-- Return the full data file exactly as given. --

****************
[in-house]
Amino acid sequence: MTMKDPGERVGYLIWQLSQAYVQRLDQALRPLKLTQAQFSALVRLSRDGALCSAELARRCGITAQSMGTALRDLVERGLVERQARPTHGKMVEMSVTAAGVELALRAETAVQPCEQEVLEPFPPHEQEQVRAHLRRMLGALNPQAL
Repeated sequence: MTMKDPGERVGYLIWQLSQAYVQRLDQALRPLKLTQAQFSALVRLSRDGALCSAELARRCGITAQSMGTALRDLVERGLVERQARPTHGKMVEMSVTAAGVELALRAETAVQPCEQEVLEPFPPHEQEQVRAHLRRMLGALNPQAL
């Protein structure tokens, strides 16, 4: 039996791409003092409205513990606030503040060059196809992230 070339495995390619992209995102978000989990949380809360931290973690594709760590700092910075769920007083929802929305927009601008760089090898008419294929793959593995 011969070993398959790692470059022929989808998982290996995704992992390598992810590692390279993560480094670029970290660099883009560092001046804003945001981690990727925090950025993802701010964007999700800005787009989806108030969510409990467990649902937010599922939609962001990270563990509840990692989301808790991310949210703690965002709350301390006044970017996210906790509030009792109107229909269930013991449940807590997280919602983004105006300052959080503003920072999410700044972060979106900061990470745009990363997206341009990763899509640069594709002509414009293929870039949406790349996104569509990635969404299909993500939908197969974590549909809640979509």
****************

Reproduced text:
[in-house]
Amino acid sequence: MTMKDPGERVGYLIWQLSQAYVQRLDQALRPLKLTQAQFSALVRLSRDGALCSAELARRCGITAQSMGTALRDLVERGLVERQARPTHGKMVEMSVTAAGVELALRAETAVQPCEQEVLEPFPPHEQEQVRAHLRRMLGALNPQAL
Repeated sequence: MTMKDPGERVGYLIWQLSQAYVQRLDQALRPLKLTQAQFSALVRLSRDGALCSAELARRCGITAQSMGTALRDLVERGLVERQARPTHGKMVEMSVTAAGVELALRAETAVQPCEQEVLEPFPPHEQEQVRAHLRRMLGALNPQAL
């Protein structure tokens, strides 16, 4: 039996791409003092409205513990606030503040060059196809992230 070339495995390619992209995102978000989990949380809360931290973690594709760590700092910075769920007083929802929305927009601008760089090898008419294929793959593995 011969070993398959790692470059022929989808998982290996995704992992390598992810590692390279993560480094670029970290660099883009560092001046804003945001981690990727925090950025993802701010964007999700800005787009989806108030969510409990467990649902937010599922939609962001990270563990509840990692989301808790991310949210703690965002709350301390006044970017996210906790509030009792109107229909269930013991449940807590997280919602983004105006300052959080503003920072999410700044972060979106900061990470745009990363997206341009990763899509640069594709002509414009293929870039949406790349996104569509990635969404299909993500939908197969974590549909809640979509």